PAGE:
This is, of course, not merely a US problem. For instance, at a recent high-level meeting on Brexit held at Edinburgh Law School one participant bemoaned the ‘constitutional illiteracy, naïveté, or arrogance’ of the UK’s Conservative government in its attempt to trigger exit from the EU through exclusive executive action, without any regard for core constitutional principles: the principle of parliamentary sovereignty; the principle of consent rooted in the devolution settlements (especially in Northern Ireland and Scotland); and, in the Northern Ireland context, the additional international dimension of the Good Friday peace agreement (an international treaty with the Republic of Ireland), which also envisages consent as central to fundamental changes to that Agreement and which requires equivalence in rights protection between Northern Ireland and the Republic (which Brexit would seriously affect).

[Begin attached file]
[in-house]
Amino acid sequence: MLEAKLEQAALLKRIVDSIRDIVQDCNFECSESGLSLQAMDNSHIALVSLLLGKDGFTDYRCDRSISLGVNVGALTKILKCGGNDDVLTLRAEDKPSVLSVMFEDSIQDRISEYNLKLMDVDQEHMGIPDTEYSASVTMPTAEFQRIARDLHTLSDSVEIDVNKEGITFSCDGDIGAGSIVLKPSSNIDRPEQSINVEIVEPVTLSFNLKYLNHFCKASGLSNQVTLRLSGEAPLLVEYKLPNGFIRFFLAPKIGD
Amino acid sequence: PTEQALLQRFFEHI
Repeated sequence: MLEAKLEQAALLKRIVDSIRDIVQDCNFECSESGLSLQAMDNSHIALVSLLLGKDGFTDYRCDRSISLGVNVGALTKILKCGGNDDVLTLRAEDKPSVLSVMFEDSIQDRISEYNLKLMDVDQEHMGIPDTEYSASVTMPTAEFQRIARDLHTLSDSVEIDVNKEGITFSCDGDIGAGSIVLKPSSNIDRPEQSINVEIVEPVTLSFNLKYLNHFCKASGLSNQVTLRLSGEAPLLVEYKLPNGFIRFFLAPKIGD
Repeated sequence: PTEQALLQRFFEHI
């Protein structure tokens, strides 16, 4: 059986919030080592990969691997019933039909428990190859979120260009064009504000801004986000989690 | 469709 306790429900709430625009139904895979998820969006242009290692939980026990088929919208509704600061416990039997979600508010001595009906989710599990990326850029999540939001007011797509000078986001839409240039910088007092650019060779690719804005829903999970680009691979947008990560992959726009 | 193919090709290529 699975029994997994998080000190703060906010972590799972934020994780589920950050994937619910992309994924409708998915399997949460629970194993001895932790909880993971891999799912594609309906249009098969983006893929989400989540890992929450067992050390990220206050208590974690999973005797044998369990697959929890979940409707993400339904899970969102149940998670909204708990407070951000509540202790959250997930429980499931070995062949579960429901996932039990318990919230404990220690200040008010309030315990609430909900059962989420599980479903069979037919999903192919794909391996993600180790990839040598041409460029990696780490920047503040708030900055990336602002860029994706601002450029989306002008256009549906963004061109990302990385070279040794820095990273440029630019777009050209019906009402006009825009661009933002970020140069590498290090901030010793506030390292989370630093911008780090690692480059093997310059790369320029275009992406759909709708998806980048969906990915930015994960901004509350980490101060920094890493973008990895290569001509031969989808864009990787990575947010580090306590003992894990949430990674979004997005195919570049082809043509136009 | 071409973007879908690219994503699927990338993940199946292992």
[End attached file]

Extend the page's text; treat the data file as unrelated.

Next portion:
The very success of the ‘Leave’ side in the Brexit referendum (as well as support for plans to repeal the Human Rights Act; the UK’s quasi-bill of rights) appears to be rooted in widespread public ignorance of the UK’s constitutional structure and traditions: in this connection, the recent Edinburgh workshop discussed the fact that the public fund devoted to educating the UK public about the EU has been slashed repeatedly since the 1980s, and that the public has come to view ‘human rights’ as a toxic term of little relevance to their daily lives, linked mainly to protection of unpalatable ‘others’ (e.g. terrorists, prisoners). Who can forget that ‘What is the EU?’ was the second most Googled term in the UK on the day of the referendum result? In the five months since the vote the feedback loop between the governed and government has become all too real: public constitutional ignorance is reinforcing and facilitating constitutionally illiterate governance, and with it democratic decay.